Ten years ago my dad killed himself and changed my life and the lives of everyone who loved him. When he died, I felt isolated in my grief. I wasn’t the only person who loved him, but my relationship with him was different than the relationships he had with other people. Every person he left behind felt differently about him. While we could comfort each other to some extent, it felt like we were all alone, each of us in our own private world of pain.

To make matters more complicated, friends, distant relatives, and acquaintances struggled to talk to me about my dad’s death. Most people haven’t lost a loved one to suicide and they just don’t know what to say or not say.

Many years after his death, when I felt like I had worked through my grief and might be able to help other people who had lost a loved one to suicide, I contacted a suicide bereavement support network with the intention of offering my services as a volunteer suicide group therapist.

While talking with one of the therapists involved with the program about potentially volunteering, I mentioned that my father had killed himself and that I wanted to be a resource to help other people who were struggling with this unique kind of loss.

You’d have thought I said I wanted to murder babies. She sternly replied, “WE don’t say ‘committed suicide’ or ‘killed himself’. WE say, ‘our loved one died by suicide’.” She then lectured me about why it is sacrilege to talk about suicide in any other way. Her argument was that when we say, ‘he killed himself’ or ‘committed suicide’, we are implying that the person committed a crime. We are demonizing the loved one instead of recognizing, with our words, that they died because of mental illness. The conversation ended abruptly—once I had committed this word-sin, it was clear that she didn’t want me working with her organization.

While I agree that language matters, I had and still have strong feelings about the rights of people who have lost a loved one to suicide. One of those is the right to talk about the loss however we want to talk about it. We all grieve differently and our grief changes over time. One day I might feel angry at my dad and think, “I hate you for killing yourself”. Another day I might feel love and forgiveness for the pain he left me in, or compassion for the pain that drove him to choose to die. I might think, “I love you. Why did you do kill yourself?”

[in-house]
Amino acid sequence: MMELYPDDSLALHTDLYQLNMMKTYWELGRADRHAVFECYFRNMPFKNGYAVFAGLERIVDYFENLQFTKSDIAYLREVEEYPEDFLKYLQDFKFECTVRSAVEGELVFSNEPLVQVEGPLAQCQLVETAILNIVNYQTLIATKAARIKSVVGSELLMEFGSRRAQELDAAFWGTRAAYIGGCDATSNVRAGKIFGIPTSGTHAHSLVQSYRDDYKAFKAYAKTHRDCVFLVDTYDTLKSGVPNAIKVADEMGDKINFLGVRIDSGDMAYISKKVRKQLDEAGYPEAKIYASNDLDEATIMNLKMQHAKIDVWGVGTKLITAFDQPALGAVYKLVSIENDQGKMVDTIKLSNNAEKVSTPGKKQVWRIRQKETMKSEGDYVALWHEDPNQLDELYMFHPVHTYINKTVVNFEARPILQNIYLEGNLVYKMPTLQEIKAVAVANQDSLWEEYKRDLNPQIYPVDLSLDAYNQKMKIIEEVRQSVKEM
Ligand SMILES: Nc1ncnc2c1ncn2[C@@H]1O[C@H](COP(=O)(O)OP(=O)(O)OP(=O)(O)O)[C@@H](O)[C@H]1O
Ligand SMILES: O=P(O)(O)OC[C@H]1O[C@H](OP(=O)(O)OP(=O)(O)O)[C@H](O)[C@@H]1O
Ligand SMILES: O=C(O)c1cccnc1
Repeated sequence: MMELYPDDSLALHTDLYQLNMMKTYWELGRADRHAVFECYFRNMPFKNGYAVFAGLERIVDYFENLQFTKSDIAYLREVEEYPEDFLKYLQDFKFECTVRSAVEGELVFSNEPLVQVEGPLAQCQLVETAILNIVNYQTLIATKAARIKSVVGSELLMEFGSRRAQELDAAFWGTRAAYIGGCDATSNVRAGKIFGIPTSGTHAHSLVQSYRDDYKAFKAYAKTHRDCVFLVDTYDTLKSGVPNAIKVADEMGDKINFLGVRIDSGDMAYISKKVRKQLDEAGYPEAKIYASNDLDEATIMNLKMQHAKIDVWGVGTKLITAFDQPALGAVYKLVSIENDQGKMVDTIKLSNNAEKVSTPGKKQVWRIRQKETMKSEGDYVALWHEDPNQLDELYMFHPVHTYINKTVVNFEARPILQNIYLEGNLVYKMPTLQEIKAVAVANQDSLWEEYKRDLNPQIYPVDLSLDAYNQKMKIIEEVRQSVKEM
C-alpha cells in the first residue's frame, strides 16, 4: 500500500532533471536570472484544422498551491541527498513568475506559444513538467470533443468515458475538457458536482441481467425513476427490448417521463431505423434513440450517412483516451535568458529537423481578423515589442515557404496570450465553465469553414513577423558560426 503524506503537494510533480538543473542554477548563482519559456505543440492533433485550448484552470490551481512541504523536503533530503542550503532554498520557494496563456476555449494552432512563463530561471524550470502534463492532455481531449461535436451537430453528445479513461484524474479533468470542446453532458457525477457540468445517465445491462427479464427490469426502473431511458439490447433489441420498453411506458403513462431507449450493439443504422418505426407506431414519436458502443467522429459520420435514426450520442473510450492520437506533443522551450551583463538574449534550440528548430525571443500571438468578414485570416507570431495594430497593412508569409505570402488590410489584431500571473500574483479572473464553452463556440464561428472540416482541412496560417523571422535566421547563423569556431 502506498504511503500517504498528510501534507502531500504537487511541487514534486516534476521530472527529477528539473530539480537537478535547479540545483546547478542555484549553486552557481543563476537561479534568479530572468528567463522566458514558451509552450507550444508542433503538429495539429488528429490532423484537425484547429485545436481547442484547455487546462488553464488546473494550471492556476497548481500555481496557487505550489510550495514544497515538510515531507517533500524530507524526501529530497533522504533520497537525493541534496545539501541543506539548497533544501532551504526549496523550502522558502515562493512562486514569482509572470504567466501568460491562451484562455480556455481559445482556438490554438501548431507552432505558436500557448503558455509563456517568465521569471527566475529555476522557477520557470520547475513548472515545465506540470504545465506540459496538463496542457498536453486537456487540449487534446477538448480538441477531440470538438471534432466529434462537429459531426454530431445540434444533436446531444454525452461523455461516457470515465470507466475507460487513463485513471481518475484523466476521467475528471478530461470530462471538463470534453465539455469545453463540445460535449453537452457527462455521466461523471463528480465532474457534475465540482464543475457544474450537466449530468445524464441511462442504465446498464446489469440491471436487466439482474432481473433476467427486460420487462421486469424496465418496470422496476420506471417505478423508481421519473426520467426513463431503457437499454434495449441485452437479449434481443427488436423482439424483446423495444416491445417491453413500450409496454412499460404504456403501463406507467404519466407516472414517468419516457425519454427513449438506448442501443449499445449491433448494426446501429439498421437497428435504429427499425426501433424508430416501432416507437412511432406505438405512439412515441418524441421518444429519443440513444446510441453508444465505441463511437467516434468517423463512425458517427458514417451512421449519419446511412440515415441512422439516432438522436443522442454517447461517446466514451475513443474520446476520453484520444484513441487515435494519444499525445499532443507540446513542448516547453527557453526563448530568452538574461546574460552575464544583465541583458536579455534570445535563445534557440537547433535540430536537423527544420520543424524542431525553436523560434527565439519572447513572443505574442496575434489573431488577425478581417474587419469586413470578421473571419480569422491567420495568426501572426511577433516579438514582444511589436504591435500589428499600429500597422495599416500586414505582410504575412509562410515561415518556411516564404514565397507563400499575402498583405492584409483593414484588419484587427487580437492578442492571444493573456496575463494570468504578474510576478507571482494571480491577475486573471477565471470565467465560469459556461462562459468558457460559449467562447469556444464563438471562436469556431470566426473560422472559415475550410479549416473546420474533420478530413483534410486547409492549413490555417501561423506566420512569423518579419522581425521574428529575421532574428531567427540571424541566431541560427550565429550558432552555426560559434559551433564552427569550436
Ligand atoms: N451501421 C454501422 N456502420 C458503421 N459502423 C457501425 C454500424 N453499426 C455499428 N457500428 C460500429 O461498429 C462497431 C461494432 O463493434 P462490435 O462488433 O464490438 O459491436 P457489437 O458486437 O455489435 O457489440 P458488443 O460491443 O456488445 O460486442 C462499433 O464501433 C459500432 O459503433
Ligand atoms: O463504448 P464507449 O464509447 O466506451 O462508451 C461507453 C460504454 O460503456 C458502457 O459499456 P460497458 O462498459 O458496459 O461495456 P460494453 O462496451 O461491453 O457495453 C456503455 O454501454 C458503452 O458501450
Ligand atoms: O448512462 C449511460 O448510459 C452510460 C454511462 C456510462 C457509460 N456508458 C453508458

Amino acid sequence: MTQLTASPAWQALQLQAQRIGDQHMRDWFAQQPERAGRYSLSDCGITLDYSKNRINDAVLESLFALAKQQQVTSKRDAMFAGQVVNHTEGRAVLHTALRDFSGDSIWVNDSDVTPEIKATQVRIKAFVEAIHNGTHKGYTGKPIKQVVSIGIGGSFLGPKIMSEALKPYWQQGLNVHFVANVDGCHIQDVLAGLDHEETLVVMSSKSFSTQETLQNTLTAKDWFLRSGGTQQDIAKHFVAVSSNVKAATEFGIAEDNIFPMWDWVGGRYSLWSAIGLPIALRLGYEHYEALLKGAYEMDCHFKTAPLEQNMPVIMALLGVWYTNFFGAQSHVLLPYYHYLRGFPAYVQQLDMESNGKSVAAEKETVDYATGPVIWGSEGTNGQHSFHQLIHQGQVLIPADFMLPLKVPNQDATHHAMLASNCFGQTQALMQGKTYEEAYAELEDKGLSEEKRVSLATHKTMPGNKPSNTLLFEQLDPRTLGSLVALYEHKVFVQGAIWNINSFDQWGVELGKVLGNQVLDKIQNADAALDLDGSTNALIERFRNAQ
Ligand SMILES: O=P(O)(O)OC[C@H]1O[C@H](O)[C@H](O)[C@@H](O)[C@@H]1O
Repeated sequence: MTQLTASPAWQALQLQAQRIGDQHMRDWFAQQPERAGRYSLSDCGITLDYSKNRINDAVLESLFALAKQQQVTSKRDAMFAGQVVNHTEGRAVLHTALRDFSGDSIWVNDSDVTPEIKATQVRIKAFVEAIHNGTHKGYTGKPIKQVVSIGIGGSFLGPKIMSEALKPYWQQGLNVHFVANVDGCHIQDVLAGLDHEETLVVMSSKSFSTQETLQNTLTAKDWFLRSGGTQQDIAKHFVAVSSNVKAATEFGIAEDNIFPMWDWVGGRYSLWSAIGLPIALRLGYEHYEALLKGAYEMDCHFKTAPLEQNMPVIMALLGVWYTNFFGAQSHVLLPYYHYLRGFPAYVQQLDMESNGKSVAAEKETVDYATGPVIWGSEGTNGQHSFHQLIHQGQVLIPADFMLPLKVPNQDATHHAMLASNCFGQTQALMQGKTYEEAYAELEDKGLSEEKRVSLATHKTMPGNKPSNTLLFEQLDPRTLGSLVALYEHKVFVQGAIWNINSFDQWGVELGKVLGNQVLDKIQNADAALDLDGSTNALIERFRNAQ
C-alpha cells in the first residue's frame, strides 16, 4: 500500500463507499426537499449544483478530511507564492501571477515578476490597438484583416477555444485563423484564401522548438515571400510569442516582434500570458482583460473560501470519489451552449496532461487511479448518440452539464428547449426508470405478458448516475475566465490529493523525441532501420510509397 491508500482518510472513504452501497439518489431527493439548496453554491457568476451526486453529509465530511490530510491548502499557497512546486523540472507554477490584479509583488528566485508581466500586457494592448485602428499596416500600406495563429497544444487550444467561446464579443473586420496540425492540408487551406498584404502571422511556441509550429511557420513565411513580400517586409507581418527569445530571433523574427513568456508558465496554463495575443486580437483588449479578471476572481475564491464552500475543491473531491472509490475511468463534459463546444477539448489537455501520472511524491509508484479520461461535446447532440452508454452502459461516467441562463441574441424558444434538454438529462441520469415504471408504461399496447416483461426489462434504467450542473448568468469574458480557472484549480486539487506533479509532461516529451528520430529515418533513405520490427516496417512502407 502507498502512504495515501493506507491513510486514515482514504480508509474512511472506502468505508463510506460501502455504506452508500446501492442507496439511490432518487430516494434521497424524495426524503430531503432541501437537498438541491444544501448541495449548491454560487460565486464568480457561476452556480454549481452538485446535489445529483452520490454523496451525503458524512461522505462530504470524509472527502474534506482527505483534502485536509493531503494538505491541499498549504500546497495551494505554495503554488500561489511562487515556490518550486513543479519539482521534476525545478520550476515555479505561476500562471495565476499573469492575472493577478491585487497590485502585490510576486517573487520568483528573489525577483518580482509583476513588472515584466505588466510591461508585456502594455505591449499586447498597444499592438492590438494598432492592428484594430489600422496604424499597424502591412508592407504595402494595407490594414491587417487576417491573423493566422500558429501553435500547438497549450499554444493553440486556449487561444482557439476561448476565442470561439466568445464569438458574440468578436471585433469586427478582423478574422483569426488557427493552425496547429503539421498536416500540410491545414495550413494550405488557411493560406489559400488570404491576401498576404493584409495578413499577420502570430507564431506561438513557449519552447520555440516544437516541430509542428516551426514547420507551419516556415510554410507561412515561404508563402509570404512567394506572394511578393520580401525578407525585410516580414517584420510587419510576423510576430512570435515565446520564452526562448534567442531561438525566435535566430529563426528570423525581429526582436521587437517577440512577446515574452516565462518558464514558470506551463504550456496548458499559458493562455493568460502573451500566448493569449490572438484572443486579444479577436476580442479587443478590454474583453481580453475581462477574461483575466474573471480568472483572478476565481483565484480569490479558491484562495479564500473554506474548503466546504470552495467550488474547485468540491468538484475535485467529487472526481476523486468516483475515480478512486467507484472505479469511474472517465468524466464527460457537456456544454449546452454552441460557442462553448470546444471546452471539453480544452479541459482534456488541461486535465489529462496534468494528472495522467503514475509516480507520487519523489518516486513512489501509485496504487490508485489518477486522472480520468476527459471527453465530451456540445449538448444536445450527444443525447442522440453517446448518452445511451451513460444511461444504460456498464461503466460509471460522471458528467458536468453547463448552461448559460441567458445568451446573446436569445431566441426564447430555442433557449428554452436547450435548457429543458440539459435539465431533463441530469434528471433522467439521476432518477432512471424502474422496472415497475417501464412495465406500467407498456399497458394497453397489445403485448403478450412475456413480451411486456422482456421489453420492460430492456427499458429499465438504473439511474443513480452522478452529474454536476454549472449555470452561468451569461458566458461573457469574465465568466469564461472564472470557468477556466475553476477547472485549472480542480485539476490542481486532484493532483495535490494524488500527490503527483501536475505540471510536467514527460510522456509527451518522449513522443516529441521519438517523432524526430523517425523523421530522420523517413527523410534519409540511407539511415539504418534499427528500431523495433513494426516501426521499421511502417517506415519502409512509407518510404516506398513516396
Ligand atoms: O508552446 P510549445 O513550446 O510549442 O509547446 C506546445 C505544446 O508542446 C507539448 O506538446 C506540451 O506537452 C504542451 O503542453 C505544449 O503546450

How I think about or describe his death is my decision. Nobody gets to tell me or any other survivor how to talk about it, how to think about it, how to grieve the loss, or how or when to move on.

Group therapy helps some people, but not all people. The same can be said for individual grief counseling. Talking about the death helps most people; but it’s up to you as the survivor to decide who you want or don’t want to talk to about it and what you do and don’t want to share. You might want to lie in bed and drink vodka for a week or subsist on ice cream and potato chips for a few months after losing your loved one and while these might not be the healthiest of coping mechanisms, so what? Nobody else has the right to dictate how to speak, think, feel, or cope with such a profound loss.

My goal as your therapist is to help you grieve—not to tell you how to grieve. My hope is that our work together, whether in group or individual therapy, eases your pain over time. As a survivor, you have the absolute right to your own thoughts, words and feelings.

Therapy isn’t meant to ease the pain of the person who died; it is meant to ease the pain of the survivor.